A woman I know is very allergic to soy, for example - and she has had to stop eating supermarket chicken since they are routinely fed large quantities of soymeal. Maybe she'd be okay with locally-raised chickens brought up on some other kinds of grains and such. Also, in the United States at least, nearly all the corn used for livestock is genetically modified (and not labelled as GMO, since we don't require it here!), which scientists think has contributed to a rise in food allergies and low-level inflammation in the (human) population. There is no reason to think that this would not also be an issue for our pets. At the very least, I think that hidden GMOs, pesticides etc. might make susceptible people and animals more prone to illness, or a degree sicker than they would be with a 'cleaner' diet.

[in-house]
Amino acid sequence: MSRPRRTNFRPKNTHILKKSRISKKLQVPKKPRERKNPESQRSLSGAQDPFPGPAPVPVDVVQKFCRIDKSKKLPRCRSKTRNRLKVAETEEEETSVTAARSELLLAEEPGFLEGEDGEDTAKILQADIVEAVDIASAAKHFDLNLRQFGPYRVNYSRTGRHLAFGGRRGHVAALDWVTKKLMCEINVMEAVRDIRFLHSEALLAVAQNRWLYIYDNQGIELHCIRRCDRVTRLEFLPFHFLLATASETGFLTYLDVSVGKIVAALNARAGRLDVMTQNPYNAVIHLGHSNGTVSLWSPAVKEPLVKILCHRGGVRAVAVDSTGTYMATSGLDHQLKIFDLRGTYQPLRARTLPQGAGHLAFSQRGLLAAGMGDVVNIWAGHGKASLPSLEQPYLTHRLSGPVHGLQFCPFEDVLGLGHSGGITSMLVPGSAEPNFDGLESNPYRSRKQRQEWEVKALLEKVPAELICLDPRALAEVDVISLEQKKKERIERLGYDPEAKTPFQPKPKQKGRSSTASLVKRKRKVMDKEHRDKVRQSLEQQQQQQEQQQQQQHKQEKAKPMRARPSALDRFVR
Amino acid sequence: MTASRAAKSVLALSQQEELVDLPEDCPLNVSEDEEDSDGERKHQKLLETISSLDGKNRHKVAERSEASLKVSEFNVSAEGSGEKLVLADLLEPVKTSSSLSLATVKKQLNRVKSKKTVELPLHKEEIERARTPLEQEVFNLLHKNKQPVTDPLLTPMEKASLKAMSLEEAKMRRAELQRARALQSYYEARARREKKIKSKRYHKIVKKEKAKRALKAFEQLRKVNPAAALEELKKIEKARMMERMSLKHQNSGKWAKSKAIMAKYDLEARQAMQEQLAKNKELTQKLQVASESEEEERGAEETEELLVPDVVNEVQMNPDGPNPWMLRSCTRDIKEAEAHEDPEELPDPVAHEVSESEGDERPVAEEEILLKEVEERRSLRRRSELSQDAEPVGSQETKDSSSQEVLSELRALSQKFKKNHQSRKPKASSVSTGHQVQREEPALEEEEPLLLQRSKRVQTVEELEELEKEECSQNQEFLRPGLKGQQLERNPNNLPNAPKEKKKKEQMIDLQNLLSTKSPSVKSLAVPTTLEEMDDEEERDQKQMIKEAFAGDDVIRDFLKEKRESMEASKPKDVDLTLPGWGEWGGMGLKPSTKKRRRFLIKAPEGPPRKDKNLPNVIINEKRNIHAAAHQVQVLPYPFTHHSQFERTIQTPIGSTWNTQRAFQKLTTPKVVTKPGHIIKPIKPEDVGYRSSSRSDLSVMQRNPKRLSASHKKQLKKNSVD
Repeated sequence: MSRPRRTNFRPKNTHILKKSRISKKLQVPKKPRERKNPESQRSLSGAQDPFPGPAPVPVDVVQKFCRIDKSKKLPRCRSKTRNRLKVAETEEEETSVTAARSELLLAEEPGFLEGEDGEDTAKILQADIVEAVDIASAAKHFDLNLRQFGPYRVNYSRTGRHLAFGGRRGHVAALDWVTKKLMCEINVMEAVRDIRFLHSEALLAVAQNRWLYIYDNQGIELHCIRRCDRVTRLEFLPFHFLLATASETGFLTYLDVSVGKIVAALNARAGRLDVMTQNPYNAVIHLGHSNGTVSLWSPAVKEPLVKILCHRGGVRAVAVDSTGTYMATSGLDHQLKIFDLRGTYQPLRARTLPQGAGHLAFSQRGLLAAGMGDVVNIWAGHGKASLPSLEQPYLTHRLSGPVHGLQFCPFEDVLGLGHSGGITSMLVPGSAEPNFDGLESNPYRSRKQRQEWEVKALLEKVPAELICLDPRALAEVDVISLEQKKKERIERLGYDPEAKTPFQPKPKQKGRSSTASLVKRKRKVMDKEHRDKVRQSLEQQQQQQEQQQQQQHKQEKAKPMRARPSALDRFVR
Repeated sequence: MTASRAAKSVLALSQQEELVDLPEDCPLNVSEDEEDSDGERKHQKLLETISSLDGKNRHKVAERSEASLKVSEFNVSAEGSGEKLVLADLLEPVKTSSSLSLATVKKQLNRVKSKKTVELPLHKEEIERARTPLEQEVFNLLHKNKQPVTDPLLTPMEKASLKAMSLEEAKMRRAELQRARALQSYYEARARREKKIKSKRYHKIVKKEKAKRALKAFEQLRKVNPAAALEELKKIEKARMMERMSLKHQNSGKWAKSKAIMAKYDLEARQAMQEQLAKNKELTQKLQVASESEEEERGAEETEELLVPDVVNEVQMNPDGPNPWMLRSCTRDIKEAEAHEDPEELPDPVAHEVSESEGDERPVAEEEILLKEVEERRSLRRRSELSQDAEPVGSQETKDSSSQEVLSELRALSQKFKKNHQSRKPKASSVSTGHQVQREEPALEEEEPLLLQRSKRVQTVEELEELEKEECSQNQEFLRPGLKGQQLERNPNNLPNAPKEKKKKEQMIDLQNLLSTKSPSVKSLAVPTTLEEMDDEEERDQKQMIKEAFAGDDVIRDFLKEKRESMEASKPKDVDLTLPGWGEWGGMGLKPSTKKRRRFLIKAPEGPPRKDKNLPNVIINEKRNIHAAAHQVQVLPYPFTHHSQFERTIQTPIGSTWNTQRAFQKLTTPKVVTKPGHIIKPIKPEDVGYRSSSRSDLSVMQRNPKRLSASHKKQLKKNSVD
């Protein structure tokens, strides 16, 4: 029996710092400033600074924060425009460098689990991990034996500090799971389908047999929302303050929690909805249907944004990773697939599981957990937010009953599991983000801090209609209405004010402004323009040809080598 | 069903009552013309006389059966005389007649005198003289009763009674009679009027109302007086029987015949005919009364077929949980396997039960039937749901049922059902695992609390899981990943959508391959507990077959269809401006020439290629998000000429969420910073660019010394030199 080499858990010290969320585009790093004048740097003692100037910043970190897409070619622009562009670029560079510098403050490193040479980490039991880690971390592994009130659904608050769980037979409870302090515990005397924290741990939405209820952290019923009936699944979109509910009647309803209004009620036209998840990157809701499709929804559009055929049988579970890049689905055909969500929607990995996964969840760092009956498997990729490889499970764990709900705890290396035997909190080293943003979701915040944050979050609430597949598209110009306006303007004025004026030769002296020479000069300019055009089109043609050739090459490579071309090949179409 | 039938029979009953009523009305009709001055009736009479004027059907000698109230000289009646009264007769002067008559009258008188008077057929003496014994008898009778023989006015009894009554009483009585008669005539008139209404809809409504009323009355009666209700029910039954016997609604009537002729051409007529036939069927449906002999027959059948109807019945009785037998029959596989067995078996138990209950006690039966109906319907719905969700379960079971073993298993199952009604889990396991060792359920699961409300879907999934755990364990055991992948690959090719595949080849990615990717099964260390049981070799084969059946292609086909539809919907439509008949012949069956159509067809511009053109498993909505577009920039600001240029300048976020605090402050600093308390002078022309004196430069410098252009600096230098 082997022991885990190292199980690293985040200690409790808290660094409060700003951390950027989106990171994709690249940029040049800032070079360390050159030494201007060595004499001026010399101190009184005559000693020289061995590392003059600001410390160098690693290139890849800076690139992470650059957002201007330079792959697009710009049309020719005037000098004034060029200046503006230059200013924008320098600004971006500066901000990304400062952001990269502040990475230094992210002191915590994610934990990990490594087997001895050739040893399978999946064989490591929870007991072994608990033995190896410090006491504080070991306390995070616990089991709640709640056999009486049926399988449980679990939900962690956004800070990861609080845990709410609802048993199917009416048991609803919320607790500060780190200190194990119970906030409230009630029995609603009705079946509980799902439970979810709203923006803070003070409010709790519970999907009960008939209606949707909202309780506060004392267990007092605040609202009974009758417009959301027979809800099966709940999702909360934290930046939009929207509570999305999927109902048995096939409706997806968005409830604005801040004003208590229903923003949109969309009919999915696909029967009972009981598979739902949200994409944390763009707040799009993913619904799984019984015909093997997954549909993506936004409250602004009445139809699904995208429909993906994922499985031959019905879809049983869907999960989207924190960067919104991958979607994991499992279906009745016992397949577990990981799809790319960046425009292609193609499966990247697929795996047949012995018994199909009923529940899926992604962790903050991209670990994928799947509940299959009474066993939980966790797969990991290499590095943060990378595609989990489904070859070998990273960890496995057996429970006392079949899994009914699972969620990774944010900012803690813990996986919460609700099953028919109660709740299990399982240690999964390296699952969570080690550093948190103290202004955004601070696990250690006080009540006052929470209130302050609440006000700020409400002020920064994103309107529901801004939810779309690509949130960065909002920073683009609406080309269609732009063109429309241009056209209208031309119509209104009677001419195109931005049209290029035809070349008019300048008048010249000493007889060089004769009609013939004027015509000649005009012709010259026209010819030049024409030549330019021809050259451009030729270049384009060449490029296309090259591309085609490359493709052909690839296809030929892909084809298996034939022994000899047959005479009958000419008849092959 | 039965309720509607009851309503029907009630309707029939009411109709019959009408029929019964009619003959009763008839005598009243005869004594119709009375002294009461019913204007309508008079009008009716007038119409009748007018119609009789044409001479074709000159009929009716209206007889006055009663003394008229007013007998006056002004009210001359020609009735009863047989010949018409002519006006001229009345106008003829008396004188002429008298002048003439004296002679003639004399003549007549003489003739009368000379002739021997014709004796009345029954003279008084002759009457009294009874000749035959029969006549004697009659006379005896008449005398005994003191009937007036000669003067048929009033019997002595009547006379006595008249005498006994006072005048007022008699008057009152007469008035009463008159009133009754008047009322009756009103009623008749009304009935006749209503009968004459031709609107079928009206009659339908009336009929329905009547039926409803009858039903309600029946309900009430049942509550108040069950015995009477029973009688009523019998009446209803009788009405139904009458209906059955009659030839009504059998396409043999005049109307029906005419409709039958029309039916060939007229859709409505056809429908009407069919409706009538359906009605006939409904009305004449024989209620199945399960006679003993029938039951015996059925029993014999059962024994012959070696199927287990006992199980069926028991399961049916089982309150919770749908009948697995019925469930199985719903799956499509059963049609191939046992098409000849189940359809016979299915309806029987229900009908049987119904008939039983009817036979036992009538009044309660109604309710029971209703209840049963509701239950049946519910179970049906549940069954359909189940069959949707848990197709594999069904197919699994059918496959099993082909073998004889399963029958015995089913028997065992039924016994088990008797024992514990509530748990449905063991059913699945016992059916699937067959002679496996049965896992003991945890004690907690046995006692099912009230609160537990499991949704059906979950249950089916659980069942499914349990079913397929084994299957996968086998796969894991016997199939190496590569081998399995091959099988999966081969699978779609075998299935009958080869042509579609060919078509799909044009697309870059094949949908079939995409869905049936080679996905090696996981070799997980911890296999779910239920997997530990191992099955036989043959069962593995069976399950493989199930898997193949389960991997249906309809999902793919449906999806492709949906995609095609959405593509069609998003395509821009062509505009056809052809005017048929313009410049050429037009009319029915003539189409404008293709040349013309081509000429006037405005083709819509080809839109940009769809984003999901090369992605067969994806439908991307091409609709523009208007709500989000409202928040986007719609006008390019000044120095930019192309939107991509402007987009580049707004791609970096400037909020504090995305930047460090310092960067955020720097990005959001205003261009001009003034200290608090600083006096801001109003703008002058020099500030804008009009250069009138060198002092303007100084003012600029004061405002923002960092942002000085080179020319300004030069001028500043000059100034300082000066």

All of this is to say that the better the food, the better for the rabbits and anyone who eats the rabbits! And I would think that even half regular (with corn) plus half something better (without) will probably make a difference. I am not a food scientist or anything, but this is an area of huge interest to me...I have spent years learning about the effects of allergens and resulting immune system imbalances in my teenage son and my husband. It has been quite a journey and there is a lot of improvement needed in our food practices and our medical system, in my opinion....

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post #4 of 11 (permalink) Old 12-02-2011, 09:10 PM Thread Starter